The village organics

The village organics

When moving to the village near Shitlakhet, we were excited about growing some produce. The idea of living in a clean environment and growing chemical-free food was of great interest to us. After 2 years, we finally have some success and many hard lessons learnt. The land was barren for some time and had to be nurtured. Monkeys and wild animals eating crops were another challenge. That is one battle we have to win once or twice every week. Water shortage in summers and frost in winters are also some challenges we live with.

Little help from my friends

But the rest of the village helped us a lot. And this year the pandemic gave us ample time to learn and take care of our kitchen garden. At last, we have grown some beans, carrots, radish and other simple crops. Not to mention, we did lose some of our saplings and vegetables to monkeys and langurs.  

Growing your own vegetables is a pure bliss but there is another appreciable thing about living in a village and it is the generous nature of people. Here life is about sharing and living with the community, one cannot live in the village and not be a part of it. Nayalap has always welcomed not just the urban guests but also the people from the village who often stop by at the property for a small chit chat. Sometimes they bring fresh farm produce and share it with us. In the village people offer their farm produce to others as a kind gesture, sometimes they even barter the produce. So it is wonderful to relish all kinds of fruits, vegetables and even dairy products that one cannot produce in their own home.

Autumn Shitalkhet produce

The variety of fruits and vegetables grown locally are enough to suffice seasonal nutrient requirements. The main autumn crops include Gahat (horse gram), Rajma, Bhatt (black soybean), Madwa (Ragi) and Bhang (Hemp) seeds. These foods take long to digest and therefore keep the body warm naturally. The popular Bhatt ki dal is highly nutritional and cooked on medium flame in iron Kadai. Cooking in iron utensils has great health benefits, it releases the iron in the food and helps to maintain the iron content in the body.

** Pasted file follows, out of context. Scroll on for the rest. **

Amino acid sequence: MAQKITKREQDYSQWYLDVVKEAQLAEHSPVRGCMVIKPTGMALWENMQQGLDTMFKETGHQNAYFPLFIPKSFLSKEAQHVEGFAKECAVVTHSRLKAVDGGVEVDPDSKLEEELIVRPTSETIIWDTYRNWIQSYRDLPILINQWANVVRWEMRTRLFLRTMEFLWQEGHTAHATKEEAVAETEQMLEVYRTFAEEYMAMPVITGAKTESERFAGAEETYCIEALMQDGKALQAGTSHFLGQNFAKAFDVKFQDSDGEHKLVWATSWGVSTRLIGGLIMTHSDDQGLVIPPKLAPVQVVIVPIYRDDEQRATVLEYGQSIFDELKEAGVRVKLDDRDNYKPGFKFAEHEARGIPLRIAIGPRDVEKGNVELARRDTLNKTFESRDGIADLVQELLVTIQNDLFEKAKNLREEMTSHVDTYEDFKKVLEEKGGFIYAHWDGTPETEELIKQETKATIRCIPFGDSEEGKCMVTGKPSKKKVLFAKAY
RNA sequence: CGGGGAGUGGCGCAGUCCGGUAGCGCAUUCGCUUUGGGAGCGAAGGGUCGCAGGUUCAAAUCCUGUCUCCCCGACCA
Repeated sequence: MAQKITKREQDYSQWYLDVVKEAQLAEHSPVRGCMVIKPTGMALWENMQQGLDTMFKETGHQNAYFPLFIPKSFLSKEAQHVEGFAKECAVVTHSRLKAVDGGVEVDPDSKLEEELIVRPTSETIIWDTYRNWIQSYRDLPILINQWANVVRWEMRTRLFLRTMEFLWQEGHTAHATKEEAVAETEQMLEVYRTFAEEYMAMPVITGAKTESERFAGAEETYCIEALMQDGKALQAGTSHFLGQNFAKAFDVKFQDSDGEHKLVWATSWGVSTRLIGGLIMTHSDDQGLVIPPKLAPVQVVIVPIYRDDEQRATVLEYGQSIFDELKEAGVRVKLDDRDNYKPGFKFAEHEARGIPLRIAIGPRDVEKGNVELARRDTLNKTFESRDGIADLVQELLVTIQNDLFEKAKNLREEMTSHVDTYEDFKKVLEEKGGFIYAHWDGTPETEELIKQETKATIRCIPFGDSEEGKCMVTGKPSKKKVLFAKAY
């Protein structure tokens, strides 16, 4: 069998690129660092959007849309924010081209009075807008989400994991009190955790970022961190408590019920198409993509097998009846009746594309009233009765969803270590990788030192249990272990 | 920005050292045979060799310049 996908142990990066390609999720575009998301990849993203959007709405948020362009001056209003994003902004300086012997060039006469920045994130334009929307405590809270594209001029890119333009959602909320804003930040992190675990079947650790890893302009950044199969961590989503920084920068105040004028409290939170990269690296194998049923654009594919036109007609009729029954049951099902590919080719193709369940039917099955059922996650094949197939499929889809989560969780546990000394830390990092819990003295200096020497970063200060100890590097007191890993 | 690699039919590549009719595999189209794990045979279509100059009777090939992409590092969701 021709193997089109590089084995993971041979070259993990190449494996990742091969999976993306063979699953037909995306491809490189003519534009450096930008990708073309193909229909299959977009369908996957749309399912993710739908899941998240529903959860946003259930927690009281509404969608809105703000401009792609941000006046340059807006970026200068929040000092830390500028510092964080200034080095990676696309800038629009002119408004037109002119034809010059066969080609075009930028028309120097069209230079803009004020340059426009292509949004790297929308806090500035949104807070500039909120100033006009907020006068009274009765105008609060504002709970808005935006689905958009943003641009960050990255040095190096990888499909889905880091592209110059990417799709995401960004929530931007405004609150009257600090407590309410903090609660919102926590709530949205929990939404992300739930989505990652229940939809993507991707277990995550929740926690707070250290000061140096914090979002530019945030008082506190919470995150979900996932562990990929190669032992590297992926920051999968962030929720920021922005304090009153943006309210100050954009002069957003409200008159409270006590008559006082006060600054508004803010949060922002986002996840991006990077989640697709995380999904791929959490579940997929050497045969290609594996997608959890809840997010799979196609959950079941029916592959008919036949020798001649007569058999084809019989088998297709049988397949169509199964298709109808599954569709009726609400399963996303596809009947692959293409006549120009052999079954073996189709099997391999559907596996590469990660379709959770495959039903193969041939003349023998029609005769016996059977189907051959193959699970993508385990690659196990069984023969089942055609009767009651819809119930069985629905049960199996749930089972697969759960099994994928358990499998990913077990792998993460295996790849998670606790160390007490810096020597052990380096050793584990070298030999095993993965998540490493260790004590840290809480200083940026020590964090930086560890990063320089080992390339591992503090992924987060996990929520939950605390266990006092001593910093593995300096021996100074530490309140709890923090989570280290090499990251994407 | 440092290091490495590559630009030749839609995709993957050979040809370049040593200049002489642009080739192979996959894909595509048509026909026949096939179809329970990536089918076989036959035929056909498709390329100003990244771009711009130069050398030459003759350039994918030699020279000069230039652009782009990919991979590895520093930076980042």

Winter Shitlakhet produce

The availability of Citrus fruits like big lemons, oranges and malta is a bliss in dry winters. The big lemon variety that is found in the foothills of the Himalayas, is unique and used in making juices, chutneys and as an ingredient in a few pahari dishes as well. Sana hua nimbu is a sought after winter snack for all paharis, made with lemon, jaggery, bhang ka namak, curd and chilies. It’s a mouth watering wintry afternoon snack. Main vegetable in winters are palak, methi, lai, gaderi, uggal, carrot, cauliflower that can be grown and had throughout the winters.

Towards the end of winter, onion, garlic, ginger, turmeric are harvested and stocked for the rest of the year.

Summer Shitlakhet produce

Summer is the season for a variety of fruits. Wild berries like kafal (bay berry), hisalu (golden Himalayan raspberry) are a special treat. On a walk in the forest one can indulge in natures bounty and relish these juicy berries directly from the trees and bushes. Also, during the summers the trees in the orchards are laden with plum, peach and apricots, and apples toward the end of summers and beginning of monsoons. Some of the summer vegetables are beans, radish, potatoes, palak, cauliflower, cabbage, broccoli and red cabbage.

Monsoon Shitlakhet produce

The monsoon time is for creepers and green vegetables – bottle gourd, lady finger, cucumber, pumpkins, eggplant, capsicum and corns. It’s also the harvest time for apples, pears and pomegranates. One can enjoy two to three varieties of pear grown in our village. For a very short period during monsoons one can find fidlehead ferns in the wild. It is eaten as a vegetable and is also used in pickles.

Chestnuts, pine nuts, wildflower Honey, buttermilk, button/ oyster mushrooms, soap nut, khoya (mawa) pure ghee are some of the other products of our village. 

Special mention: Flavoured salts

Flavoured salts of Uttarakhand have its own place in pahari food culture. Hemp salt, garlic salt, green chilly and coriander salt, cumin salt help in enhancing the flavor of the food. They are added to salads and fruits as enhancers. Hemp salt or bhang ka salt is also used for making chutneys.

Nayalap is now bringing the organic and handmade products from Kumaon to your doorstep. For more information on our local products, please click here.


Comments are closed.